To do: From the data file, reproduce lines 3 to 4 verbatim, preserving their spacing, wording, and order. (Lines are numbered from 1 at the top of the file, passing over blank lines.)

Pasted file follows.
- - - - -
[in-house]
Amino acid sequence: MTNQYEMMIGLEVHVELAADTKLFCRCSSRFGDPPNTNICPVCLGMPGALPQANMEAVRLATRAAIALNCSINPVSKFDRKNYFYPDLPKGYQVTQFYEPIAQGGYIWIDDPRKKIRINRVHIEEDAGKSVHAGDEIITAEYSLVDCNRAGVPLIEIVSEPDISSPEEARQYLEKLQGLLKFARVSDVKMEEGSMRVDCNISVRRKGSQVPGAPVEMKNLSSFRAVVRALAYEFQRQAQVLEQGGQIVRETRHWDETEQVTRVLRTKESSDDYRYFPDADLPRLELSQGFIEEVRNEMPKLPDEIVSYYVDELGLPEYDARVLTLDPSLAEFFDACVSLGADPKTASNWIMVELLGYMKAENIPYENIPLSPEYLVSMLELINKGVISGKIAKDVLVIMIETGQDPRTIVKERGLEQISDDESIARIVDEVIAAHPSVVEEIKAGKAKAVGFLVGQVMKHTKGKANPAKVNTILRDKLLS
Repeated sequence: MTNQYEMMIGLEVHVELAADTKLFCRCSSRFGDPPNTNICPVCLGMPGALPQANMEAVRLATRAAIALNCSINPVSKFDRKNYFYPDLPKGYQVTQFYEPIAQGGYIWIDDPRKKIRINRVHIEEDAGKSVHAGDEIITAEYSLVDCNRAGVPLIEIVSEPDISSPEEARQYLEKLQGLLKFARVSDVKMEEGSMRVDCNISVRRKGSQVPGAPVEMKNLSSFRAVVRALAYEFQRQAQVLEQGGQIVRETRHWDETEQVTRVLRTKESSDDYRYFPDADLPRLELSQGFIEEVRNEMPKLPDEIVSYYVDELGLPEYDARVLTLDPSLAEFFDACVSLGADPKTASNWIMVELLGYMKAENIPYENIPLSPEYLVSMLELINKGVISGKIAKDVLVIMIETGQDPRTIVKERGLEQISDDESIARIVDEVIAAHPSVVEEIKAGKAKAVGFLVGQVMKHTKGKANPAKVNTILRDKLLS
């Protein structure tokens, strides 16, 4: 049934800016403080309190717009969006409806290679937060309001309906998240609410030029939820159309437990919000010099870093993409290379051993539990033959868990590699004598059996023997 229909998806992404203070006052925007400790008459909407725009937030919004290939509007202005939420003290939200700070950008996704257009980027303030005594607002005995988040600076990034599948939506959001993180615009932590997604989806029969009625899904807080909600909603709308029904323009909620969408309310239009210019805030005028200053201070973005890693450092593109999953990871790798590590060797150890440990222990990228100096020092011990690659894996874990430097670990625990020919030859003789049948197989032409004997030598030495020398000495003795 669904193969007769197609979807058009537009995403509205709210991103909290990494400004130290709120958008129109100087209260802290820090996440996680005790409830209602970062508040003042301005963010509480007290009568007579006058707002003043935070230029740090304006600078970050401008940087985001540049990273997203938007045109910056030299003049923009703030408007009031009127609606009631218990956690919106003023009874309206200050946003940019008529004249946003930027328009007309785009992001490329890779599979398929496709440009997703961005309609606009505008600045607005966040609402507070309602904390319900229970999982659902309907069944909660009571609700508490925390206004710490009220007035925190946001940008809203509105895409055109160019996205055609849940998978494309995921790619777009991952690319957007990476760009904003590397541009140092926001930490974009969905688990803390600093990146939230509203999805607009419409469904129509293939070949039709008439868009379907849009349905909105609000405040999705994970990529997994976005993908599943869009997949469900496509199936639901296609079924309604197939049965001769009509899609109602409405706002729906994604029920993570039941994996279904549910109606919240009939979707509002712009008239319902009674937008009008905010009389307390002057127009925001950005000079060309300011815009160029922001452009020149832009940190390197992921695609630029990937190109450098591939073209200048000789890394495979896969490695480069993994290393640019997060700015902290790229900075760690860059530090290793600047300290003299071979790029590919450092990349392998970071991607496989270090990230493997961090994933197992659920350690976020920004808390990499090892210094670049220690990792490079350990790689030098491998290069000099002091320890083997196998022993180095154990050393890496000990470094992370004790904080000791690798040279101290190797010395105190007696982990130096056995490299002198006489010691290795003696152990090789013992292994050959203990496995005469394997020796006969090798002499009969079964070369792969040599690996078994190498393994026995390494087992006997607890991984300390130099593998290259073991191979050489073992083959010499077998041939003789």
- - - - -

Repeated sequence: MTNQYEMMIGLEVHVELAADTKLFCRCSSRFGDPPNTNICPVCLGMPGALPQANMEAVRLATRAAIALNCSINPVSKFDRKNYFYPDLPKGYQVTQFYEPIAQGGYIWIDDPRKKIRINRVHIEEDAGKSVHAGDEIITAEYSLVDCNRAGVPLIEIVSEPDISSPEEARQYLEKLQGLLKFARVSDVKMEEGSMRVDCNISVRRKGSQVPGAPVEMKNLSSFRAVVRALAYEFQRQAQVLEQGGQIVRETRHWDETEQVTRVLRTKESSDDYRYFPDADLPRLELSQGFIEEVRNEMPKLPDEIVSYYVDELGLPEYDARVLTLDPSLAEFFDACVSLGADPKTASNWIMVELLGYMKAENIPYENIPLSPEYLVSMLELINKGVISGKIAKDVLVIMIETGQDPRTIVKERGLEQISDDESIARIVDEVIAAHPSVVEEIKAGKAKAVGFLVGQVMKHTKGKANPAKVNTILRDKLLS
């Protein structure tokens, strides 16, 4: 049934800016403080309190717009969006409806290679937060309001309906998240609410030029939820159309437990919000010099870093993409290379051993539990033959868990590699004598059996023997 229909998806992404203070006052925007400790008459909407725009937030919004290939509007202005939420003290939200700070950008996704257009980027303030005594607002005995988040600076990034599948939506959001993180615009932590997604989806029969009625899904807080909600909603709308029904323009909620969408309310239009210019805030005028200053201070973005890693450092593109999953990871790798590590060797150890440990222990990228100096020092011990690659894996874990430097670990625990020919030859003789049948197989032409004997030598030495020398000495003795 669904193969007769197609979807058009537009995403509205709210991103909290990494400004130290709120958008129109100087209260802290820090996440996680005790409830209602970062508040003042301005963010509480007290009568007579006058707002003043935070230029740090304006600078970050401008940087985001540049990273997203938007045109910056030299003049923009703030408007009031009127609606009631218990956690919106003023009874309206200050946003940019008529004249946003930027328009007309785009992001490329890779599979398929496709440009997703961005309609606009505008600045607005966040609402507070309602904390319900229970999982659902309907069944909660009571609700508490925390206004710490009220007035925190946001940008809203509105895409055109160019996205055609849940998978494309995921790619777009991952690319957007990476760009904003590397541009140092926001930490974009969905688990803390600093990146939230509203999805607009419409469904129509293939070949039709008439868009379907849009349905909105609000405040999705994970990529997994976005993908599943869009997949469900496509199936639901296609079924309604197939049965001769009509899609109602409405706002729906994604029920993570039941994996279904549910109606919240009939979707509002712009008239319902009674937008009008905010009389307390002057127009925001950005000079060309300011815009160029922001452009020149832009940190390197992921695609630029990937190109450098591939073209200048000789890394495979896969490695480069993994290393640019997060700015902290790229900075760690860059530090290793600047300290003299071979790029590919450092990349392998970071991607496989270090990230493997961090994933197992659920350690976020920004808390990499090892210094670049220690990792490079350990790689030098491998290069000099002091320890083997196998022993180095154990050393890496000990470094992370004790904080000791690798040279101290190797010395105190007696982990130096056995490299002198006489010691290795003696152990090789013992292994050959203990496995005469394997020796006969090798002499009969079964070369792969040599690996078994190498393994026995390494087992006997607890991984300390130099593998290259073991191979050489073992083959010499077998041939003789």